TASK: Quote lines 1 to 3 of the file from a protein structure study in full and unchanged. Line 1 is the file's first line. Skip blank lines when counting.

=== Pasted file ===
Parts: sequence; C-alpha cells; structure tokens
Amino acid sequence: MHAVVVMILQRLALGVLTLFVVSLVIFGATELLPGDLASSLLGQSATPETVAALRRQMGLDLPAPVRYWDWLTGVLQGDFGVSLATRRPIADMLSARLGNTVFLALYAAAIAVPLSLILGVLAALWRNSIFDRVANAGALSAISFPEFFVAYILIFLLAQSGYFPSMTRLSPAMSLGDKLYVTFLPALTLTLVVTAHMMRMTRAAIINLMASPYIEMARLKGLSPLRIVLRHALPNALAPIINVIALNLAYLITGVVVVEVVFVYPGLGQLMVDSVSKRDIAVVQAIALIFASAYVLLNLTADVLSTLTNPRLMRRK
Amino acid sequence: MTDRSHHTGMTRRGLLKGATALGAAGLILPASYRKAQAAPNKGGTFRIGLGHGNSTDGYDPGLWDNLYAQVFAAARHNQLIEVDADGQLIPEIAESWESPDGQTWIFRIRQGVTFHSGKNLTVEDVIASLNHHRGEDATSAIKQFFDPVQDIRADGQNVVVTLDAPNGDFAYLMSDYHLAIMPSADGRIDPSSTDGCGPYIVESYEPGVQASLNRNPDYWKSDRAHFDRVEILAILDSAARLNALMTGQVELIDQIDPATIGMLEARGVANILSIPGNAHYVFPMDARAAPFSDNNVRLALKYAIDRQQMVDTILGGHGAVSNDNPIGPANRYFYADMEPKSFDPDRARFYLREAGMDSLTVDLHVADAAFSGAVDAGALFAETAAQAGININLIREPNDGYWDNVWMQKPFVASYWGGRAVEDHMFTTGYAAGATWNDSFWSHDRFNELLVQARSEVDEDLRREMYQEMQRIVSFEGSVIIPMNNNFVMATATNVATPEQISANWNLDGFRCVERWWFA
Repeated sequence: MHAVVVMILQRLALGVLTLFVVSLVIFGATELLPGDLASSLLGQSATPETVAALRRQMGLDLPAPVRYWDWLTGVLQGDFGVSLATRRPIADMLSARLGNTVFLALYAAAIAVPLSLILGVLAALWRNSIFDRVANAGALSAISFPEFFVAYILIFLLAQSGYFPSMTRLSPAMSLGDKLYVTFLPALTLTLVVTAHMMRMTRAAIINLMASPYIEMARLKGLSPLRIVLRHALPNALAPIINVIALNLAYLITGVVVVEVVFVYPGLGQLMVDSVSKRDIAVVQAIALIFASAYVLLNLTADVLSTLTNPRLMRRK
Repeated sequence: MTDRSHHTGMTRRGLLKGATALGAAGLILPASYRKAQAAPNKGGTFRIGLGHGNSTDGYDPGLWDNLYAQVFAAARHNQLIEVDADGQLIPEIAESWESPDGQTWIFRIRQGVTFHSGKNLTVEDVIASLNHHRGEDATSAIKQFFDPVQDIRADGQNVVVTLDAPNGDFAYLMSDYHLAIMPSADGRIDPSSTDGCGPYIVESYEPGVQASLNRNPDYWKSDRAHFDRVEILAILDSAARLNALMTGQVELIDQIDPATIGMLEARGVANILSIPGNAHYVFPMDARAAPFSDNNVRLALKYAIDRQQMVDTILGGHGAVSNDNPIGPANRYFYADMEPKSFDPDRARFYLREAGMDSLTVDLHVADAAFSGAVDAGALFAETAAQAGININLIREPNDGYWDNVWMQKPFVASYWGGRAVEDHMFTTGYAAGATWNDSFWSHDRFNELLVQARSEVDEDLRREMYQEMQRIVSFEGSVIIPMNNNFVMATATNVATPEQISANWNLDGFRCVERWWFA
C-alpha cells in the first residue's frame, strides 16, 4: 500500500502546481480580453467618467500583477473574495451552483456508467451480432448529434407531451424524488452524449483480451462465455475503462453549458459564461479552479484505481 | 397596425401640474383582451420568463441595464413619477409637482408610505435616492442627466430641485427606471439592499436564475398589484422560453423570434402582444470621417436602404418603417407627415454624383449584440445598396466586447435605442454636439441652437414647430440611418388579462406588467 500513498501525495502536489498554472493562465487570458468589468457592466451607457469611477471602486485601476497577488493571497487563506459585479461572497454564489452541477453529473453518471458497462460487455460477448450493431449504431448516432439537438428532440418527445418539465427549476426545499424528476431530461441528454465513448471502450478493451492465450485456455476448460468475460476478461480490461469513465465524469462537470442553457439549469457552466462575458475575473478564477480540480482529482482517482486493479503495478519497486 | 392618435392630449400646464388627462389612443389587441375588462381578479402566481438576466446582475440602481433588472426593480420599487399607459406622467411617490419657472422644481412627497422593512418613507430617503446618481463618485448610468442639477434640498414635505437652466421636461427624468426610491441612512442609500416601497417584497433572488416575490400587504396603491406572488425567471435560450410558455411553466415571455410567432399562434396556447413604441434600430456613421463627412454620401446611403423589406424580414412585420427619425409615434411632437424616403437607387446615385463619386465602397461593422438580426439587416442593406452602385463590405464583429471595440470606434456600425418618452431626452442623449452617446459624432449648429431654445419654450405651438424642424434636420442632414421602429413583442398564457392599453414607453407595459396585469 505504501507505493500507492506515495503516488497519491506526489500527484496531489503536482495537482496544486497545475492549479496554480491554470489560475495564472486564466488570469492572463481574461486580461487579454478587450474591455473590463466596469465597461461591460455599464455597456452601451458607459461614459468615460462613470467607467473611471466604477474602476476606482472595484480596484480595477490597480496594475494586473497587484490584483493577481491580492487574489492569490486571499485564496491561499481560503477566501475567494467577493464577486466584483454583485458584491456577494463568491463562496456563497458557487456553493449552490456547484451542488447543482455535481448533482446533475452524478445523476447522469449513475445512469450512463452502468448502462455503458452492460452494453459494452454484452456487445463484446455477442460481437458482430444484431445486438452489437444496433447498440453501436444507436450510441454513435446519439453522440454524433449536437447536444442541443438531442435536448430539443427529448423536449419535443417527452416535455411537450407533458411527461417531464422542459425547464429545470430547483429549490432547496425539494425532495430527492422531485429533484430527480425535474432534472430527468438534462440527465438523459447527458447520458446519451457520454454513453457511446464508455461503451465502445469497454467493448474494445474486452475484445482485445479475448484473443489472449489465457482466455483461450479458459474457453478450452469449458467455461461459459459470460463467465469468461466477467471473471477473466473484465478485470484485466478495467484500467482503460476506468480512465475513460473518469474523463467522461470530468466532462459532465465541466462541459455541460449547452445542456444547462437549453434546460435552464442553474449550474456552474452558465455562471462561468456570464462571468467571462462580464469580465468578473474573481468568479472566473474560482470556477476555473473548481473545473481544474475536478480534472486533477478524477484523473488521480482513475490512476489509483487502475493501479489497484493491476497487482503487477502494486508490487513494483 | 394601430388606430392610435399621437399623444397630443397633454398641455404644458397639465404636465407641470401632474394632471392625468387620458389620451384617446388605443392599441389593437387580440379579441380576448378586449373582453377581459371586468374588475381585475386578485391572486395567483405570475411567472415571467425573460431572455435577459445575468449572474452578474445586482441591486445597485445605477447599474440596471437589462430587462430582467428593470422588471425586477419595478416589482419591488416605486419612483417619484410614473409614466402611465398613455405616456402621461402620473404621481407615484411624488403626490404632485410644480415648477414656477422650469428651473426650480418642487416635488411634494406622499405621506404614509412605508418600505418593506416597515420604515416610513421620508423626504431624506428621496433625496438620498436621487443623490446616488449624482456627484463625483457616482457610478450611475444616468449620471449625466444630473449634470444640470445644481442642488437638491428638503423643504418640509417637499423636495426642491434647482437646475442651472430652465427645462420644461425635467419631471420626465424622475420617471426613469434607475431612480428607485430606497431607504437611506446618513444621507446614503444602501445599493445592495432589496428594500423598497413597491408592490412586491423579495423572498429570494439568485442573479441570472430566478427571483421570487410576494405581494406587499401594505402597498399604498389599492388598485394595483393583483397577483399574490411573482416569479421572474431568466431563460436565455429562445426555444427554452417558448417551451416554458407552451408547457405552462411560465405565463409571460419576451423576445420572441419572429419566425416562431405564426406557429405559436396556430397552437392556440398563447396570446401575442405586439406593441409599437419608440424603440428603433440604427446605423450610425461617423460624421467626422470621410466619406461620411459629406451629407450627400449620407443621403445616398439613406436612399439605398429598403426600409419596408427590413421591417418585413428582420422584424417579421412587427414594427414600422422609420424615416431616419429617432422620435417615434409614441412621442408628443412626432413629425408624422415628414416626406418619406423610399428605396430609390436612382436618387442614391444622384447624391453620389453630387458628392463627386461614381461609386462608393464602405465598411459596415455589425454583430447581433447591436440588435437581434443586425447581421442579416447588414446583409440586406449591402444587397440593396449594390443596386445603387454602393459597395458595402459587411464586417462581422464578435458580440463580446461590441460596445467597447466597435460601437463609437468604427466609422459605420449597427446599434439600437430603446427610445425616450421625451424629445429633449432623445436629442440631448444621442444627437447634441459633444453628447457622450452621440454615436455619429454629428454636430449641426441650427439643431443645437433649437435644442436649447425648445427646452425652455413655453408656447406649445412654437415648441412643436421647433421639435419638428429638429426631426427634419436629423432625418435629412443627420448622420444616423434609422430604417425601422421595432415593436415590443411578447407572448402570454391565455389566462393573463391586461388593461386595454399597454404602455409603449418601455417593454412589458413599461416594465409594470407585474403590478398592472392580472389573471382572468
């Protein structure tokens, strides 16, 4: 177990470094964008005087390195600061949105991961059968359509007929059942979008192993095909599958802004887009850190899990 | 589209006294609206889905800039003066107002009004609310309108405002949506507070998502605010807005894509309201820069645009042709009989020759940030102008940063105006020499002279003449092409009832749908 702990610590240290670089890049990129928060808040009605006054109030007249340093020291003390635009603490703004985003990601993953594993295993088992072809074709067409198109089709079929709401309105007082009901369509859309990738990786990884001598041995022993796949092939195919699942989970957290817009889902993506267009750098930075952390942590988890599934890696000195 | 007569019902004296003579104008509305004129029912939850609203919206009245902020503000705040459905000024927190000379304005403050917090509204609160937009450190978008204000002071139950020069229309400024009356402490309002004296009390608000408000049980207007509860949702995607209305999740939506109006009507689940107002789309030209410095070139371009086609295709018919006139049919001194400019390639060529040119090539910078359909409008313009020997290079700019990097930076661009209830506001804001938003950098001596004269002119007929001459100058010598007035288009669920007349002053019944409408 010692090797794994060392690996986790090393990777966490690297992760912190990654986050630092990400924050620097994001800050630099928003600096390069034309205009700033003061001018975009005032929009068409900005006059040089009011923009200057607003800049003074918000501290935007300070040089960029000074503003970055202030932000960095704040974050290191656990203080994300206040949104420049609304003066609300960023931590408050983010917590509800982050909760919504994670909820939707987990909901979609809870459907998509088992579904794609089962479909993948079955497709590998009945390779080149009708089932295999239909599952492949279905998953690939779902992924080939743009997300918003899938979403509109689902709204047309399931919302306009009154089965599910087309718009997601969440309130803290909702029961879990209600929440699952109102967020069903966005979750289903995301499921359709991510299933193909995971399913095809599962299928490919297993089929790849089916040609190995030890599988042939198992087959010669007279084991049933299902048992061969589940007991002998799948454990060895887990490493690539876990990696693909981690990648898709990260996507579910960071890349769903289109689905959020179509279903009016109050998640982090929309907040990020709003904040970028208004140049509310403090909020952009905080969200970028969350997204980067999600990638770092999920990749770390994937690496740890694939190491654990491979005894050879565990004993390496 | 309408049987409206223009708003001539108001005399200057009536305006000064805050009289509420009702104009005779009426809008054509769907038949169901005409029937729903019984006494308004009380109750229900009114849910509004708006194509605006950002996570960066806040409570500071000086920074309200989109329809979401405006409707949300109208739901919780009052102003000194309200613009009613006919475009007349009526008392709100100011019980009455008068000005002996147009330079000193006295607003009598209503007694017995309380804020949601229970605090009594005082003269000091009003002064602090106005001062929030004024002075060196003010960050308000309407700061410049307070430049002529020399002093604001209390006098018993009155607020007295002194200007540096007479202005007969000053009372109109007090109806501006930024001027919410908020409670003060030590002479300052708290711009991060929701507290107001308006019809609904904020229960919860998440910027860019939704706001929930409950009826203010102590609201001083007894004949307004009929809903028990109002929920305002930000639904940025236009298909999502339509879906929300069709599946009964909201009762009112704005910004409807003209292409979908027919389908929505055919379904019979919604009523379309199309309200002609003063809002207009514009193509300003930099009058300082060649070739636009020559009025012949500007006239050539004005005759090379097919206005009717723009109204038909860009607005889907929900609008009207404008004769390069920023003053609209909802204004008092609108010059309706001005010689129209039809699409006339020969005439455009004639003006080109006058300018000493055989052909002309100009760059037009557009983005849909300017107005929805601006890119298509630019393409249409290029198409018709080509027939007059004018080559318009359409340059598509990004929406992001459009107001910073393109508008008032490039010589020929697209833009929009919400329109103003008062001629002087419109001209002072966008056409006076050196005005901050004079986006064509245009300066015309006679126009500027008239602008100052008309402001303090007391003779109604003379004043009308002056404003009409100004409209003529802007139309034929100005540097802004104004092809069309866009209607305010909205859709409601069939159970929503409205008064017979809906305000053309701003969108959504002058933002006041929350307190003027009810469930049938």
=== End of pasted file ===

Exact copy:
Parts: sequence; C-alpha cells; structure tokens
Amino acid sequence: MHAVVVMILQRLALGVLTLFVVSLVIFGATELLPGDLASSLLGQSATPETVAALRRQMGLDLPAPVRYWDWLTGVLQGDFGVSLATRRPIADMLSARLGNTVFLALYAAAIAVPLSLILGVLAALWRNSIFDRVANAGALSAISFPEFFVAYILIFLLAQSGYFPSMTRLSPAMSLGDKLYVTFLPALTLTLVVTAHMMRMTRAAIINLMASPYIEMARLKGLSPLRIVLRHALPNALAPIINVIALNLAYLITGVVVVEVVFVYPGLGQLMVDSVSKRDIAVVQAIALIFASAYVLLNLTADVLSTLTNPRLMRRK
Amino acid sequence: MTDRSHHTGMTRRGLLKGATALGAAGLILPASYRKAQAAPNKGGTFRIGLGHGNSTDGYDPGLWDNLYAQVFAAARHNQLIEVDADGQLIPEIAESWESPDGQTWIFRIRQGVTFHSGKNLTVEDVIASLNHHRGEDATSAIKQFFDPVQDIRADGQNVVVTLDAPNGDFAYLMSDYHLAIMPSADGRIDPSSTDGCGPYIVESYEPGVQASLNRNPDYWKSDRAHFDRVEILAILDSAARLNALMTGQVELIDQIDPATIGMLEARGVANILSIPGNAHYVFPMDARAAPFSDNNVRLALKYAIDRQQMVDTILGGHGAVSNDNPIGPANRYFYADMEPKSFDPDRARFYLREAGMDSLTVDLHVADAAFSGAVDAGALFAETAAQAGININLIREPNDGYWDNVWMQKPFVASYWGGRAVEDHMFTTGYAAGATWNDSFWSHDRFNELLVQARSEVDEDLRREMYQEMQRIVSFEGSVIIPMNNNFVMATATNVATPEQISANWNLDGFRCVERWWFA